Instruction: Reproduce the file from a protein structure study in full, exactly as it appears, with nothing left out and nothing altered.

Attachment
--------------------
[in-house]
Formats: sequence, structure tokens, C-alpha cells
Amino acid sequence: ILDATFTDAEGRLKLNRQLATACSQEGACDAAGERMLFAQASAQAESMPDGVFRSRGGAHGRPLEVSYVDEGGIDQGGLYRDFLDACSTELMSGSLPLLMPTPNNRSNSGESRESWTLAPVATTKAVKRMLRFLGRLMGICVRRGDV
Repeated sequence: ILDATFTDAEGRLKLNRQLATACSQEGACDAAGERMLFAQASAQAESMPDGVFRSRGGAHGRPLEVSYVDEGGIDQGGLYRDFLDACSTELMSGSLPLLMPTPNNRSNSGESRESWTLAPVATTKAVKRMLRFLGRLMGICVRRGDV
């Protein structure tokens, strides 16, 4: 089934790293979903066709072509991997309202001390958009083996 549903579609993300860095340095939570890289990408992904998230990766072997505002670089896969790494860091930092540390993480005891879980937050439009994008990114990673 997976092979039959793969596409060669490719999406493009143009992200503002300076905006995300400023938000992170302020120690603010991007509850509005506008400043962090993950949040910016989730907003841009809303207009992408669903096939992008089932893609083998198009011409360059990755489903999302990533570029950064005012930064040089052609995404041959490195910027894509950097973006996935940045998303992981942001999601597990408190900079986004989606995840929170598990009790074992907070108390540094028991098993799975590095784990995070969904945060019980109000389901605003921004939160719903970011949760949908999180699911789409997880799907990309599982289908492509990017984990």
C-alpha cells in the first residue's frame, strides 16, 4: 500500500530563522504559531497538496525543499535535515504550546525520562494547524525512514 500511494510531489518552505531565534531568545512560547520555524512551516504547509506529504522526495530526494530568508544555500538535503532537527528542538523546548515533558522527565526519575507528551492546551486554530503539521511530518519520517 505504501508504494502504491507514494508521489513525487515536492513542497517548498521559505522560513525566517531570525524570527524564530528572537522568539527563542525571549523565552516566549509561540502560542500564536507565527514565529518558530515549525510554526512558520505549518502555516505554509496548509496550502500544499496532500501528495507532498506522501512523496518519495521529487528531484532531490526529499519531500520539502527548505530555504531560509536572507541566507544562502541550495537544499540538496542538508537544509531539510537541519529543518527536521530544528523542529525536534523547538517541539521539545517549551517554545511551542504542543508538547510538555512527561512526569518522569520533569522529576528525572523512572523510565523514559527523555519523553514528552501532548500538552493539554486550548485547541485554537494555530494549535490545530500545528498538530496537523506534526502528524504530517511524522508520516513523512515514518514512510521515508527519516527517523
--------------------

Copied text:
[in-house]
Formats: sequence, structure tokens, C-alpha cells
Amino acid sequence: ILDATFTDAEGRLKLNRQLATACSQEGACDAAGERMLFAQASAQAESMPDGVFRSRGGAHGRPLEVSYVDEGGIDQGGLYRDFLDACSTELMSGSLPLLMPTPNNRSNSGESRESWTLAPVATTKAVKRMLRFLGRLMGICVRRGDV
Repeated sequence: ILDATFTDAEGRLKLNRQLATACSQEGACDAAGERMLFAQASAQAESMPDGVFRSRGGAHGRPLEVSYVDEGGIDQGGLYRDFLDACSTELMSGSLPLLMPTPNNRSNSGESRESWTLAPVATTKAVKRMLRFLGRLMGICVRRGDV
């Protein structure tokens, strides 16, 4: 089934790293979903066709072509991997309202001390958009083996 549903579609993300860095340095939570890289990408992904998230990766072997505002670089896969790494860091930092540390993480005891879980937050439009994008990114990673 997976092979039959793969596409060669490719999406493009143009992200503002300076905006995300400023938000992170302020120690603010991007509850509005506008400043962090993950949040910016989730907003841009809303207009992408669903096939992008089932893609083998198009011409360059990755489903999302990533570029950064005012930064040089052609995404041959490195910027894509950097973006996935940045998303992981942001999601597990408190900079986004989606995840929170598990009790074992907070108390540094028991098993799975590095784990995070969904945060019980109000389901605003921004939160719903970011949760949908999180699911789409997880799907990309599982289908492509990017984990």
C-alpha cells in the first residue's frame, strides 16, 4: 500500500530563522504559531497538496525543499535535515504550546525520562494547524525512514 500511494510531489518552505531565534531568545512560547520555524512551516504547509506529504522526495530526494530568508544555500538535503532537527528542538523546548515533558522527565526519575507528551492546551486554530503539521511530518519520517 505504501508504494502504491507514494508521489513525487515536492513542497517548498521559505522560513525566517531570525524570527524564530528572537522568539527563542525571549523565552516566549509561540502560542500564536507565527514565529518558530515549525510554526512558520505549518502555516505554509496548509496550502500544499496532500501528495507532498506522501512523496518519495521529487528531484532531490526529499519531500520539502527548505530555504531560509536572507541566507544562502541550495537544499540538496542538508537544509531539510537541519529543518527536521530544528523542529525536534523547538517541539521539545517549551517554545511551542504542543508538547510538555512527561512526569518522569520533569522529576528525572523512572523510565523514559527523555519523553514528552501532548500538552493539554486550548485547541485554537494555530494549535490545530500545528498538530496537523506534526502528524504530517511524522508520516513523512515514518514512510521515508527519516527517523